Thursday, October 06, 2016

The Battle of Bladensburg

Bladensburg field trip
Owen's class has been studying the War of 1812 fairly intensely this term and since the DC area was the center of much of the action, it was natural that his class would plan a field trip and he would want one of us to join him. So Owen and I and a bunch of other parents and teachers along with 24 other fifth graders took the D8 bus to the Rhode Island Station and then transferred to the T18 bus in order to relive the Battle of Bladensburg.

It was a long trip, but was going fairly well until about four stops from our destination, another field trip, consisting of 80 kindergarten and first graders with only four chaperones in tow, hopped on the bus. The kids were horrified, as were the other passengers who had been less than thrilled to be sharing their daily commute with one grade school field trip, let alone two. But we muddled through until we were dropped on the grounds of the Battle of Bladensburg visitor center, where at least one fifth grader fell to ground and kissed it in relief (it wasn't Owen).

For those unfamiliar (like me, prior to the field trip), the Battle occurred two years into the war, when British forces sought to cross the much more narrow and traversable Eastern Branch of the Potomac River in order to invade Washington. The Americans were outflanked and unsuccessful in defending their land, ultimately resulting in the torching of the White House, Capitol and the Library of Congress. But while the defeat stung, it was not defining: a few weeks later the U.S. successfully defended Fort McHenry in Baltimore and destroyed much of the British fleet in Lake Champlain which ultimately led to the Treaty of Ghent and a lot of rebuilding in DC.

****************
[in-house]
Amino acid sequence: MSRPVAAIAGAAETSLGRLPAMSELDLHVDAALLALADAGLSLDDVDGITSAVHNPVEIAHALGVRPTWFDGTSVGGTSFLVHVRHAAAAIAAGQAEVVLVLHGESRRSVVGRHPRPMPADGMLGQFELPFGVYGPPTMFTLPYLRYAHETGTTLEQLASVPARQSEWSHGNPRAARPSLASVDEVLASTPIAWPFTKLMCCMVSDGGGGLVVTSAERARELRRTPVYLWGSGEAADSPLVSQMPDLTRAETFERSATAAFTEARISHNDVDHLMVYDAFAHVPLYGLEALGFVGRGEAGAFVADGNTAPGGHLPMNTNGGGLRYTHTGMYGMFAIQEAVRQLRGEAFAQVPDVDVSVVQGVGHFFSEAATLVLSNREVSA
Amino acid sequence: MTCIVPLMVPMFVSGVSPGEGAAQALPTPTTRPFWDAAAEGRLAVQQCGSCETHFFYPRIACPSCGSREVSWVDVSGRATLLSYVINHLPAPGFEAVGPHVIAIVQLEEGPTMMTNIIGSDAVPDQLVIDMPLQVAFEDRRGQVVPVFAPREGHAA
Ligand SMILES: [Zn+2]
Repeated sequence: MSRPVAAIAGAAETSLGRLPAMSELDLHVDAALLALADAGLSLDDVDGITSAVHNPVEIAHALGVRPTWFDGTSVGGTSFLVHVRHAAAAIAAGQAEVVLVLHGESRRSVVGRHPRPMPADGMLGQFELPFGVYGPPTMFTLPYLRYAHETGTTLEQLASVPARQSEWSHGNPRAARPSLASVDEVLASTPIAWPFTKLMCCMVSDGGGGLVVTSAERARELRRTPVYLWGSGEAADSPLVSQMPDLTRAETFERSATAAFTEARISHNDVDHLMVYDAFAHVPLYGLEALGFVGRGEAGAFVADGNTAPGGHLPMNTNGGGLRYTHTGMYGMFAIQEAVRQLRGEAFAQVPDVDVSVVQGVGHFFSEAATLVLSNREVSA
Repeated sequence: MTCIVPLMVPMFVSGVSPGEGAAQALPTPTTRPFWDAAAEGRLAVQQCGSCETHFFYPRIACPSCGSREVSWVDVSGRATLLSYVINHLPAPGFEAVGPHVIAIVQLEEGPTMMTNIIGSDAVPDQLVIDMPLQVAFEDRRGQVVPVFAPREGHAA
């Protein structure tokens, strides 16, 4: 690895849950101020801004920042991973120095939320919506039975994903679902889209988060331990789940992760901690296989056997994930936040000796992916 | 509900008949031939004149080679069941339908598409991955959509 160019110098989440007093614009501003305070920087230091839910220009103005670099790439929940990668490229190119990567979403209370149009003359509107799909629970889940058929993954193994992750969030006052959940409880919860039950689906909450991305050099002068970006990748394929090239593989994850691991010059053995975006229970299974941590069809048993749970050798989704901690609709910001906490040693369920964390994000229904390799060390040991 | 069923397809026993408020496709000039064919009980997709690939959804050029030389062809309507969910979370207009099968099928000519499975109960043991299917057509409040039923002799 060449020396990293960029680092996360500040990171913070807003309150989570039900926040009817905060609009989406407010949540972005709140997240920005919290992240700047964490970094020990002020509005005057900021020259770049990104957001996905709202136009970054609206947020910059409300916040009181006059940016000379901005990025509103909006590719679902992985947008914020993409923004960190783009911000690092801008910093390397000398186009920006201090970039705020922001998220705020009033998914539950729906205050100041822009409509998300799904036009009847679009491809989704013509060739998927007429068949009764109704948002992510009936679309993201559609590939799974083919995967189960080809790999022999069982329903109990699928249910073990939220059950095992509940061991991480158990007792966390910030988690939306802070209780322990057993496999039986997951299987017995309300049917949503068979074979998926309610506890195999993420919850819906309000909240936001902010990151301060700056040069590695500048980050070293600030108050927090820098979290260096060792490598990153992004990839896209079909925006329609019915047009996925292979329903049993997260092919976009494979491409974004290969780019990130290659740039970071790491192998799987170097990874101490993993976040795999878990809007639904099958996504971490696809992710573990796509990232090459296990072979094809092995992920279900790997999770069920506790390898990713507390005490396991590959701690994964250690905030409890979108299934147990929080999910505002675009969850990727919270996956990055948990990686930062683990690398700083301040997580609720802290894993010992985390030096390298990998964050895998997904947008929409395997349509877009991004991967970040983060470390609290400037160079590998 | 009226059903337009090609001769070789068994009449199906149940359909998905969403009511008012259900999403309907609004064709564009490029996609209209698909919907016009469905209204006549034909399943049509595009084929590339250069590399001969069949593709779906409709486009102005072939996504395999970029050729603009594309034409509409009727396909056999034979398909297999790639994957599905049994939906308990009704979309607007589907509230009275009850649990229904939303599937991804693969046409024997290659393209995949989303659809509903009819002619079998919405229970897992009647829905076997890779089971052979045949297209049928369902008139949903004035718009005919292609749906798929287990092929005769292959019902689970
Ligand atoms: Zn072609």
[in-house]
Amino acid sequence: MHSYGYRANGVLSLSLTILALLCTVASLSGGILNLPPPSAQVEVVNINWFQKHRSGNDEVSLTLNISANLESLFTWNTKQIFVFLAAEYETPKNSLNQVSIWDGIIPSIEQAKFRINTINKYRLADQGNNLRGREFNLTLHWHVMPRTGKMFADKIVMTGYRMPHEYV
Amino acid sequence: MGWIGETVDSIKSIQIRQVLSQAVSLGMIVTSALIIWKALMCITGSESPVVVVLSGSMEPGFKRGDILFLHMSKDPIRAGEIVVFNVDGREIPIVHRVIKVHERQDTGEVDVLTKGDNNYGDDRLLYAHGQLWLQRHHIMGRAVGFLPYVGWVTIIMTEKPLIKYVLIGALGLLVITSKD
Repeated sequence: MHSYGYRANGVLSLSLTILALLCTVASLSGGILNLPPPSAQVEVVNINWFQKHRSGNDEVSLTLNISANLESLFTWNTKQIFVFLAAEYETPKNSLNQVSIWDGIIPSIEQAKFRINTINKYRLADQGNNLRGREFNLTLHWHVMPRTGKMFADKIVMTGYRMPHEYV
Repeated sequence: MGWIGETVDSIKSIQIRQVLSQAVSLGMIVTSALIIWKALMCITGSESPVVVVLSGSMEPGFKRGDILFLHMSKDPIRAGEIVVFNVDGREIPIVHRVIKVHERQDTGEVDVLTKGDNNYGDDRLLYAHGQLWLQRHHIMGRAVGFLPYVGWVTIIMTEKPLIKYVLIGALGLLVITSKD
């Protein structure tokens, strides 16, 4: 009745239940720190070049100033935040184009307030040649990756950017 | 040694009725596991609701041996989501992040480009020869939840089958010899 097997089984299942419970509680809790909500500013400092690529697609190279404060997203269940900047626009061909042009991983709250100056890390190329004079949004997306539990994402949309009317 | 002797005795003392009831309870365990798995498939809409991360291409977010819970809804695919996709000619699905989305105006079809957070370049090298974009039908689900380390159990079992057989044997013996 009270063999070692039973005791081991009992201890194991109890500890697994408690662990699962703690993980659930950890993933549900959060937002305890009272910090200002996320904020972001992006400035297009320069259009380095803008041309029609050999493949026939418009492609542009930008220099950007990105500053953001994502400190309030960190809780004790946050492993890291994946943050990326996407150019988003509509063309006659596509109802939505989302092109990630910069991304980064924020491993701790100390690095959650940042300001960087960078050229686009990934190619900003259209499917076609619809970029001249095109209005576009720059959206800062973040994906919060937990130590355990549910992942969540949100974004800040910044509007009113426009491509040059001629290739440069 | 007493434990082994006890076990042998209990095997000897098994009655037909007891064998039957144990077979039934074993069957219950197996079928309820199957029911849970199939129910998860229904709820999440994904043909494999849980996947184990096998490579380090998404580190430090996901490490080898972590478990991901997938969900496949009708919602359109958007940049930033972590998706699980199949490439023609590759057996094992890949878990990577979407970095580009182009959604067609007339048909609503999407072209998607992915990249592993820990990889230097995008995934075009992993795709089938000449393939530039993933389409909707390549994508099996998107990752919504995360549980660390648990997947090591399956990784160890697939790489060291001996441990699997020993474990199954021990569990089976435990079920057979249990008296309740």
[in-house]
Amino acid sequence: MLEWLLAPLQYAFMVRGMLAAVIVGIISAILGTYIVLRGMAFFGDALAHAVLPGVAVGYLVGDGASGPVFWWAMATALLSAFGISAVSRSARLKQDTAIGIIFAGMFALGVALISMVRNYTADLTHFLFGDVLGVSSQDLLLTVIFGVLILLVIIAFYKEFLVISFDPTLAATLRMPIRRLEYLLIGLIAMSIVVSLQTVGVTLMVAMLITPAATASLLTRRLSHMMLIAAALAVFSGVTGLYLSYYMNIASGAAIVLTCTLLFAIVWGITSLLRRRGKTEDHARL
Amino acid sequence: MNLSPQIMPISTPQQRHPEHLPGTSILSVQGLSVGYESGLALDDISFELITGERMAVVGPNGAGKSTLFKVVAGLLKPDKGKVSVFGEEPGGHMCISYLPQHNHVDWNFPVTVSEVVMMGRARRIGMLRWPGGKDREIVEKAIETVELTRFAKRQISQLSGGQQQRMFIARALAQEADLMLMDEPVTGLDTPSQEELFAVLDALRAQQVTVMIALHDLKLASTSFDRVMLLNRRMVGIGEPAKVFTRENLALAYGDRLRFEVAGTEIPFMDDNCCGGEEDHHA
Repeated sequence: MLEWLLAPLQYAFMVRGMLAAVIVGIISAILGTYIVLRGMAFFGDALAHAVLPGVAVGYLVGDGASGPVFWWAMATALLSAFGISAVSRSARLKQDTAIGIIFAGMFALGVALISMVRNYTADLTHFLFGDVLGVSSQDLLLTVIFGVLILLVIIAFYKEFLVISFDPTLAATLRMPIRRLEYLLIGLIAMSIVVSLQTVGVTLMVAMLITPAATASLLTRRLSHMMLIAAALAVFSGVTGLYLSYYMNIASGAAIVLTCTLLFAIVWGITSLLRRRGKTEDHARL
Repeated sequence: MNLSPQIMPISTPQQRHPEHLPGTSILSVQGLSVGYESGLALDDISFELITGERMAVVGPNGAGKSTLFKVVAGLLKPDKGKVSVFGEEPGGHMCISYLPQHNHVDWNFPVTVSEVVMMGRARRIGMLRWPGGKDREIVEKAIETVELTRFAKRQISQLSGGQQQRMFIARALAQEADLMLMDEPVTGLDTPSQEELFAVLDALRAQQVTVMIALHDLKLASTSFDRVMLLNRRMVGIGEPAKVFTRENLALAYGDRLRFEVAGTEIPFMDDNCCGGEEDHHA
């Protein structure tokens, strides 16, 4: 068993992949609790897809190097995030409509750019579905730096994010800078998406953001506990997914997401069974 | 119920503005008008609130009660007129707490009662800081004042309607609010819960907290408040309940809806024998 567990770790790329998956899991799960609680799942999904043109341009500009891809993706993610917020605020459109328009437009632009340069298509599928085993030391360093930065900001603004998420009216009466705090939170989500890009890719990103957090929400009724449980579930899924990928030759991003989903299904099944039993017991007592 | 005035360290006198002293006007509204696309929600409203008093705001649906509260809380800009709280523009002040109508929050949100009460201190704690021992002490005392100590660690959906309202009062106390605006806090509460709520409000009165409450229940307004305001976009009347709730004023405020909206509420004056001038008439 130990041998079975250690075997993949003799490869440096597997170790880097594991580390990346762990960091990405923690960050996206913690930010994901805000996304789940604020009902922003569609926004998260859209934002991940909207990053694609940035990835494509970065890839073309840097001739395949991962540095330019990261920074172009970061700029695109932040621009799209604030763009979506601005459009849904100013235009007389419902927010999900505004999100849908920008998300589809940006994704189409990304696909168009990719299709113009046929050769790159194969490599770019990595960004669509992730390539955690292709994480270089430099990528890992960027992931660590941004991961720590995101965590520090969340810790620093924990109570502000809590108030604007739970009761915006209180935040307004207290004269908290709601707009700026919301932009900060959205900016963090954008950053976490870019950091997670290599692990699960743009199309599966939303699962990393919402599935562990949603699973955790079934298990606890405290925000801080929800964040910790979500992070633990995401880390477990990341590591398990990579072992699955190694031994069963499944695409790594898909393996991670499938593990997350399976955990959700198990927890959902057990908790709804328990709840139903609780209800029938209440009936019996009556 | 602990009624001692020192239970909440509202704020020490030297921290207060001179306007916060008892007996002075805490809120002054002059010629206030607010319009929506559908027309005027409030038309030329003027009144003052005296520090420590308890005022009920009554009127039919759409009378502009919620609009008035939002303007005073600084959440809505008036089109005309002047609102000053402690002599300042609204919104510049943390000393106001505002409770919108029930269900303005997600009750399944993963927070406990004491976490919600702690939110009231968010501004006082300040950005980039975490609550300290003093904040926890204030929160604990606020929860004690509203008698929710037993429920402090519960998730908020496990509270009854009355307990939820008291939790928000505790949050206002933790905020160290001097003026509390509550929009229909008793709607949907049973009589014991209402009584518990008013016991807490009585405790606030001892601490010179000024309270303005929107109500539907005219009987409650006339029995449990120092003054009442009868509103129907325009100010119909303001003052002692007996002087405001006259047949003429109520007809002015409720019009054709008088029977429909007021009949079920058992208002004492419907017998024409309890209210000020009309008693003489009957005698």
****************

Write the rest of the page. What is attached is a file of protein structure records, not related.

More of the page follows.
The kids watched a movie about the war, made some fairly insightful observations (Owen knows far more about blockades than I did at that age) and looked at several exhibits before we picnicked on the banks of the Anacostia River. Shortly thereafter, we headed back to Bladensburg road to catch the return bus, but unfortunately, this required crossing Bladensburg, which wasn't as easy for Ms. Wertheimer's fifth grade class as it had been for the British. Ultimately, Ms. Wertheimer blocked traffic to allow her students to pass safely, only to wait twenty minutes outside a pawn shop for the T18 to arrive.

Fortunately, the ride home was pretty uneventful, and it all made for a really good story, so really everyone won (except for poor Brigadier General Tobias Stansbury).

1 comment:

Mike Zimmerman said...

Sounds like an impressive lesson in our nations history.